Christine Cao On Family Inspiration, ‘Badass Asian Women’ And Fans Singing In Korean

Live Nation’s Christine Cao has worked in the live space for 16 years and has steadily climbed the ladder from her college days in Boulder, Colorado, to working for talent agencies to now working as a talent buyer for Live Nation and co-heading up the Culture department at the company’s employee resource group Asian Nation.

Here, she discusses her path and finding inspiration in her family’s amazing immigration success story (her dad went from McDonald’s to rocket engineer!), the “badass Asian women” who helped her, the joy of putting Zedd on a bill with a 50-piece orchestra and fans learning Korean to sing along to their K-pop idols.

Pollstar: What led you to work in live?

Christine Cao: I initially got my start in the industry while at the University of Colorado, Boulder working in the college booking group. I began by street teaming, distributing flyers and worked my way up the to Director of Program Council by my senior year.

Who were some of your mentors?

My parents will always and forever be the motivating drive behind everything that I do. Leaving Vietnam during the war to a place where the language was unfamiliar and where they would need to start from scratch to provide a better life for their families; there’s no stronger inspiration. My dad worked at McDonald’s to put himself through college and became a successful rocket engineer. The level of drive and perseverance I’ve learned from them is unmatched.

Wow, that’s incredible. What do you consider your most successful business initiatives or tentpole moments?

The most satisfying moments for me have been helping artists build their careers globally from clubs and theaters to headlining legendary rooms like Red Rocks Amphitheater and Radio City Music Hall to playing to tens of thousands of people at major festivals like Lollapalooza. I love getting creative with producing shows, whether it’s Zedd performing at the Dolby with a 50-Piece Orchestra or building a stage in the middle of a Field House for Modest Mouse on their college run.

What’s Asian Nation and your role there?

Asian Nation is aiming to push the boundaries of what’s expected of traditional ERGs (Employee Resource Groups) by providing tools and coaching to uplevel our employees’ careers and mental health in addition to fostering community and creating networking opportunities amongst our members. As a leader in live entertainment, we’re in a position to push for representation both on the business side and on our stages. With incredible resources within Live Nation and executive support, Asian Nation has been empowered to authentically engage, uplift, and create connections with the API artist and creator ecosystem.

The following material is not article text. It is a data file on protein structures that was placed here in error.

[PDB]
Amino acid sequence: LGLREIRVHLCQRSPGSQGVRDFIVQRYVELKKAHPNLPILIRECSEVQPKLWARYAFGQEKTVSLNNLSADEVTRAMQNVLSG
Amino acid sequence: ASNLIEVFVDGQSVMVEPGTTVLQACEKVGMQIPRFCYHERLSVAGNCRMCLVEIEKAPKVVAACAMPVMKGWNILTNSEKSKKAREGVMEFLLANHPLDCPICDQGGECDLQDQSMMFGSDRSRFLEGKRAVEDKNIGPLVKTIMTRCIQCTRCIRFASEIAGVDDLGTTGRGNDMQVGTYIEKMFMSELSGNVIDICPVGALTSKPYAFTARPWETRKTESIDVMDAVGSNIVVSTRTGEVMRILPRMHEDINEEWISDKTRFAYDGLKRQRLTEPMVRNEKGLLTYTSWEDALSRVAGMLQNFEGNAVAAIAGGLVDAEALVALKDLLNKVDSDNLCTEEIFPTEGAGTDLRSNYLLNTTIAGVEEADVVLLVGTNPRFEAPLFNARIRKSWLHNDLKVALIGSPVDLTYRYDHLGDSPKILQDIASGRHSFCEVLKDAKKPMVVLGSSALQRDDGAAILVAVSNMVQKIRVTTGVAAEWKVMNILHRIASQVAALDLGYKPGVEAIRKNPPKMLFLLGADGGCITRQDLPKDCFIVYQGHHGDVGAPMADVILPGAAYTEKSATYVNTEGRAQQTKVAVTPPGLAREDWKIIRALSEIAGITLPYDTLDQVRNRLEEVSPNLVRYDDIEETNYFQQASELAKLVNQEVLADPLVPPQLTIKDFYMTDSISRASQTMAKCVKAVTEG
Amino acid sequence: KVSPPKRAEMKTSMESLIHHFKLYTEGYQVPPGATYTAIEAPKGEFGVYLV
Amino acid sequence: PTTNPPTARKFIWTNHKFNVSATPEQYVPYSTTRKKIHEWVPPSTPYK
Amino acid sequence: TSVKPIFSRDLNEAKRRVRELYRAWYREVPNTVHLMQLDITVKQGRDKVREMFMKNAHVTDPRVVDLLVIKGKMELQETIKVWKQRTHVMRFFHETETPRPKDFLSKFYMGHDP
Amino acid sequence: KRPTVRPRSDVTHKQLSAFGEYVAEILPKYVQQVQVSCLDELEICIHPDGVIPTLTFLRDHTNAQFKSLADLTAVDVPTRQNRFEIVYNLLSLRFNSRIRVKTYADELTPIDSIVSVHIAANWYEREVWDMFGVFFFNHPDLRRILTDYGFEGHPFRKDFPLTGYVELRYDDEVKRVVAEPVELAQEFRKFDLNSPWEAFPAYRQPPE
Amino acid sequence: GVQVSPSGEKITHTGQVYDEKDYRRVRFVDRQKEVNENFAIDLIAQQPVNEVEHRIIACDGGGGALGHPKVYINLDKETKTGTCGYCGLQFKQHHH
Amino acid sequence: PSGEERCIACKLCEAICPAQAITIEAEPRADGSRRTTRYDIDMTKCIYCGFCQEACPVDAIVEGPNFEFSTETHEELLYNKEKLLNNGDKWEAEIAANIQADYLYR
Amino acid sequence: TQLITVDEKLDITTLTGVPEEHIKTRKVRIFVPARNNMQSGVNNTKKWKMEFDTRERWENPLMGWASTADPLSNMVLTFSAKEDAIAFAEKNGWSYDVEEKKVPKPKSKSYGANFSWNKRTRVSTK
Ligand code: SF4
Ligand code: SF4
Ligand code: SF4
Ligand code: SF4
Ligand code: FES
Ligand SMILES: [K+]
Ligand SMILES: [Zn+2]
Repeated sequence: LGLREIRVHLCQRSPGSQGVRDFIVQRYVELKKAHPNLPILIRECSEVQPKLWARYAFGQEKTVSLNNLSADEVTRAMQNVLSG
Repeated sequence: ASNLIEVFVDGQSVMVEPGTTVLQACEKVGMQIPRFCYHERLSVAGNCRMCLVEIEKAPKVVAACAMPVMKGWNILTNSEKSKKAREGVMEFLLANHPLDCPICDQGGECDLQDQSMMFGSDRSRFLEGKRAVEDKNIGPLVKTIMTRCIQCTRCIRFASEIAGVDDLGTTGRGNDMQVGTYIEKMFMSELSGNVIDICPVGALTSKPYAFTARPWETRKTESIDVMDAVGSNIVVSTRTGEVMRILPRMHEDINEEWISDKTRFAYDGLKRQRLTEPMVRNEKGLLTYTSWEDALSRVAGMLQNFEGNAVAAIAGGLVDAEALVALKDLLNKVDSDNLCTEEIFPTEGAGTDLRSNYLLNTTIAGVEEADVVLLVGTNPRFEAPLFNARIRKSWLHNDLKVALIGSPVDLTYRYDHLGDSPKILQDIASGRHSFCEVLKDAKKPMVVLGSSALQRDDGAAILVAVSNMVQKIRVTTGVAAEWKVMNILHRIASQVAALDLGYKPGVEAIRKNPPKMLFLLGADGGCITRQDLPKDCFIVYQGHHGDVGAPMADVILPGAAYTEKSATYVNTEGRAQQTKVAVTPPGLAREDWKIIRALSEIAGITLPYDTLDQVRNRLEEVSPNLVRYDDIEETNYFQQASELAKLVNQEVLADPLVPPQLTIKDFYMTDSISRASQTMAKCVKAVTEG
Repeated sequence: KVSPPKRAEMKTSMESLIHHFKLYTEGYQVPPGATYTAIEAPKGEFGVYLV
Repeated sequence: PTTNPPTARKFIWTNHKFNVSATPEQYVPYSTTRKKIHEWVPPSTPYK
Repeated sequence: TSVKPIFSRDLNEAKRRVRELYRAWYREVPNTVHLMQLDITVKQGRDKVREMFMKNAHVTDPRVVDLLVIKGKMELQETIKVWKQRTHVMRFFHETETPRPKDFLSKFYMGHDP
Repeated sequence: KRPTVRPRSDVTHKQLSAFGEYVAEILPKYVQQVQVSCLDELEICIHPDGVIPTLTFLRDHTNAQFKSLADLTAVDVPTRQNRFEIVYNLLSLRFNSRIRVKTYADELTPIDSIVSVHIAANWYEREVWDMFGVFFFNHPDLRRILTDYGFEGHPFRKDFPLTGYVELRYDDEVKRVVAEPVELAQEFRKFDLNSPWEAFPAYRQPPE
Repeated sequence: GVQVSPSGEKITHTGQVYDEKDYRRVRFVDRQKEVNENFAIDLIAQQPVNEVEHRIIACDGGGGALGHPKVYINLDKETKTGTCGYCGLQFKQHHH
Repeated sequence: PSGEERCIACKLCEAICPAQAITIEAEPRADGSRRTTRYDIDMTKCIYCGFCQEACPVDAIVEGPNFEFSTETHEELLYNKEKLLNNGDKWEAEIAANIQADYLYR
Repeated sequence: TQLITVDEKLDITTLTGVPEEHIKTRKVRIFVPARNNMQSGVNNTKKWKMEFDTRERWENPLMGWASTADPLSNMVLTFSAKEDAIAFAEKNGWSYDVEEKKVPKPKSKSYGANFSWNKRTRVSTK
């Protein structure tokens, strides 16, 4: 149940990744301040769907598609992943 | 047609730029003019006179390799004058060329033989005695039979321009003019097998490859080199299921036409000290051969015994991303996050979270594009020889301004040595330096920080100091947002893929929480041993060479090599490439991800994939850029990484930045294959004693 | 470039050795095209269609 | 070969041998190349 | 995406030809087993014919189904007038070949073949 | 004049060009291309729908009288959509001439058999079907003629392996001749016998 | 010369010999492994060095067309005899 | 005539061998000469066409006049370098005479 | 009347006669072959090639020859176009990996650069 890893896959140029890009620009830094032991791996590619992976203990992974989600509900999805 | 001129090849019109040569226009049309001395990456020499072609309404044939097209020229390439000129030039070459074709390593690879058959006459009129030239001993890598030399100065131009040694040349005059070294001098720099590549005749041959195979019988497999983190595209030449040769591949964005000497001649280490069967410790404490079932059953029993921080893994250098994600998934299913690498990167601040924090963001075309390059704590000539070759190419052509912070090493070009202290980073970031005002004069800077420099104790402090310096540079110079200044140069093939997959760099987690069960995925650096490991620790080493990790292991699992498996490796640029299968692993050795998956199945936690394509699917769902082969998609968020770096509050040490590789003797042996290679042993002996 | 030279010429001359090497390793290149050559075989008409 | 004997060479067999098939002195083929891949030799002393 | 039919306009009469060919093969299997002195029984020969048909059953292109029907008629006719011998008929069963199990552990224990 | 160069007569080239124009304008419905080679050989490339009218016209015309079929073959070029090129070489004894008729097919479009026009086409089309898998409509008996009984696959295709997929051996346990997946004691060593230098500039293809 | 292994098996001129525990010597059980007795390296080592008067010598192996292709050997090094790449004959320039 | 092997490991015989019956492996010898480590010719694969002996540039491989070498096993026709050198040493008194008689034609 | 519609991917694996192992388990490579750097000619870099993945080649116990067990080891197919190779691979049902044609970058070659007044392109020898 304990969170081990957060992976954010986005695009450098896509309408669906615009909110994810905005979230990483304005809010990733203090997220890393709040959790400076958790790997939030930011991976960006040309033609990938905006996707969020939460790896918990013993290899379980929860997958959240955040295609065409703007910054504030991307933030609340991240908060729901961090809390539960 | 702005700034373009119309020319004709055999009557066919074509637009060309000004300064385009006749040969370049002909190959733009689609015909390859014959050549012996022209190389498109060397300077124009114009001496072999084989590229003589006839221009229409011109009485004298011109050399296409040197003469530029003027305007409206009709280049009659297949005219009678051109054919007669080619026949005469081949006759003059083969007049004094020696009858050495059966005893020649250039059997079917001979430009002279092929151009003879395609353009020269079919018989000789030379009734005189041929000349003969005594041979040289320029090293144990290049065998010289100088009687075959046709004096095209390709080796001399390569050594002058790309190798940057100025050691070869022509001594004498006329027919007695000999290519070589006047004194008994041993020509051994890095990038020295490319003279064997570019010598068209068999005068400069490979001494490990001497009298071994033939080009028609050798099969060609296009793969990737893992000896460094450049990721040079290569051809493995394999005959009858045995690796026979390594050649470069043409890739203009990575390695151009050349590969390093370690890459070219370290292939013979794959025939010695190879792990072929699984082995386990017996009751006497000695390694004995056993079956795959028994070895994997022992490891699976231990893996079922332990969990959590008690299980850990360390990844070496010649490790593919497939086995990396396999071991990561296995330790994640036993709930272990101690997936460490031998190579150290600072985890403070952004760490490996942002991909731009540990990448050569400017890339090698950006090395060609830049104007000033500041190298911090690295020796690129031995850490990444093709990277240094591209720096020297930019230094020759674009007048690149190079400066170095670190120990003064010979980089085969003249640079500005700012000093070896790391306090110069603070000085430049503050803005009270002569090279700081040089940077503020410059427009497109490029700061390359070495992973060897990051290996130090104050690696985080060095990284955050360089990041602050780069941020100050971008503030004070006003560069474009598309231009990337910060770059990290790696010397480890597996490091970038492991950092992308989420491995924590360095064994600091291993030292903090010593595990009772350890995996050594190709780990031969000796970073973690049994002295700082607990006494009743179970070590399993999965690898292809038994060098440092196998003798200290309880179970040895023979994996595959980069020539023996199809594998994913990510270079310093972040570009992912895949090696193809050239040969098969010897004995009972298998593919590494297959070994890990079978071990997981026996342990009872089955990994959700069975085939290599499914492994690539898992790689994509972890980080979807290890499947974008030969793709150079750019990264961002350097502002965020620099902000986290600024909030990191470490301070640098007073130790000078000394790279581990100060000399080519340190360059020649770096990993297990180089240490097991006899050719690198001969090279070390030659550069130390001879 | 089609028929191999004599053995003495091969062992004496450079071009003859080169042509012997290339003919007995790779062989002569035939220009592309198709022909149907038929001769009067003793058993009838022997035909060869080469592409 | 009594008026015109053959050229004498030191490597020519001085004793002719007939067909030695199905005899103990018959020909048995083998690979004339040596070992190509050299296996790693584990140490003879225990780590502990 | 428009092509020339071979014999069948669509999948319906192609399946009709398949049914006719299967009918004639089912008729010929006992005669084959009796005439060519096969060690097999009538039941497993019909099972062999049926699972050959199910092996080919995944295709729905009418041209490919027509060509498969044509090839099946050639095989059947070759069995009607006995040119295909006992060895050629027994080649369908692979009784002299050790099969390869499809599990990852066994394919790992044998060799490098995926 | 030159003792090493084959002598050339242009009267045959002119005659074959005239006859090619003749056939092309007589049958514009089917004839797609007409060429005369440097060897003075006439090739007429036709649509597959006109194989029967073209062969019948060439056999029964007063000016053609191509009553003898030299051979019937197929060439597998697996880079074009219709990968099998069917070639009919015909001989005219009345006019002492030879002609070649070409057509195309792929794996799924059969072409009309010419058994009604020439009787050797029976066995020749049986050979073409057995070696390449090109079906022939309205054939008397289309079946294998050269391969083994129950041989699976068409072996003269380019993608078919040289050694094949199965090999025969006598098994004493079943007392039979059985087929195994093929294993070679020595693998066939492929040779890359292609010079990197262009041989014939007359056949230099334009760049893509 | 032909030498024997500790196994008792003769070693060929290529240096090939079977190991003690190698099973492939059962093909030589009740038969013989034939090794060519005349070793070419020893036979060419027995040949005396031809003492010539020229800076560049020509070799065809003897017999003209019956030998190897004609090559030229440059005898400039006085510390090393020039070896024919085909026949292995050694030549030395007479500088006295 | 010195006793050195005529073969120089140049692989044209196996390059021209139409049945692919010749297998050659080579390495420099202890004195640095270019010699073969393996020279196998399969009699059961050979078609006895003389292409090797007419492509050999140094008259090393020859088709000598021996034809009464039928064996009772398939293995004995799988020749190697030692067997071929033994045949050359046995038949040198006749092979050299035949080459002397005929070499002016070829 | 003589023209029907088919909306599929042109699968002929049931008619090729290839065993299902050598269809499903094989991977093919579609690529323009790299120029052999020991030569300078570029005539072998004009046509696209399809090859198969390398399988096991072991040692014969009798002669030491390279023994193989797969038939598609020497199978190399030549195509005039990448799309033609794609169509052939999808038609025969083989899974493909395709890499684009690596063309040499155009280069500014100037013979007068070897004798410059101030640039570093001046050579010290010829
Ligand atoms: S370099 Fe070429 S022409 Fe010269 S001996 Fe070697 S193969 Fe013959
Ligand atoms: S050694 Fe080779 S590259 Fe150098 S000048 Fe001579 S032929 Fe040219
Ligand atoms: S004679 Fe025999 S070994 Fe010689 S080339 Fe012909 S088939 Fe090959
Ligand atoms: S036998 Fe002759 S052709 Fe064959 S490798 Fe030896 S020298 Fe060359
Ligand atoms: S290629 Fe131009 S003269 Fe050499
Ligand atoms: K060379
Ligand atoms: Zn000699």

What do you consider your greatest accomplishments at Asian Nation?

Last year we partnered with Goldhouse on the Futures Guild Initiative, where we highlighted three up-and-coming artists [Ruby Ibarra, Anik Khan, and Thuy Tran] and showcased their music and had them speak with executives on our Masterclass. This year, Asian Nation partnered with Live Nation Comedy for an AAPI showcase featuring Dumbfoundead, Sierra Katow, Irene Tu, Andrea Jin and more – and we look forward to building out this concept. We also partnered with Ones to Watch and LionsShare to create L.A. and N.Y. showcases highlighting some of the buzziest API up-and-comers including grentperez and Wolftyla. I’m excited to use Asian Nation and Live Nation’s resources to uplift API-forward organizations and create unique properties with the platforms we have.

What challenges did you face as a female and person of Asian descent in the live business?

With this industry being so reliant on relationships, I struggled to find my voice and path at the beginning. Exuding a level of confidence and expertise is hard when there aren’t many people who look like you in the room. I was lucky enough to find those handful of badass Asian women within the live world to learn from and be inspired by. It’s great that there are more mentors now than ever before.

How do you think your background may have helped you on your career path?

Where people may have not looked, I dug further into a genre or a space early on. My upbringing also prepared me to take on challenges and learn from rejection. Typically, the most difficult paths are the ones less explored and the ones with the most opportunity.

What’s your take on the current state of diversity in the live industry and how have you seen it change?

We still have a lot of work to do but we’ve come a long way. A company needs to recognize where they need to improve, set annual goals and develop metrics to hold themselves accountable on whether they are doing better or not.

What are some of the steps you think this industry can take toward diversifying staff, especially in regard to people of AAPI heritage?

I would recommend recruiting from a wide range of colleges and not relying too heavily on referrals. I would encourage hiring managers to branch out and have a different perspective across the board. Not only hire diverse employees at the entry level, but uplift, hire and promote those who are succeeding into positions where they can make a difference.

Do you think the current successes of Asian artists in the U.S. live space are helping to diversify the business? If so, how?

If the most recent generation has taught us anything, it’s that the music they choose to consume is global. BTS is one of the most successful musical groups in the world and fans are learning Korean just to sing along and understand the lyrics. We can create all Asian casts in movies and music, but it’s up to the leaders at the top to diversify their own lineups. Take risks on acts and diversify the rooms we book. Make a statement with an AAPI headliner on a major festival lineup. Cast an Asian actor in a lead role for a major motion picture.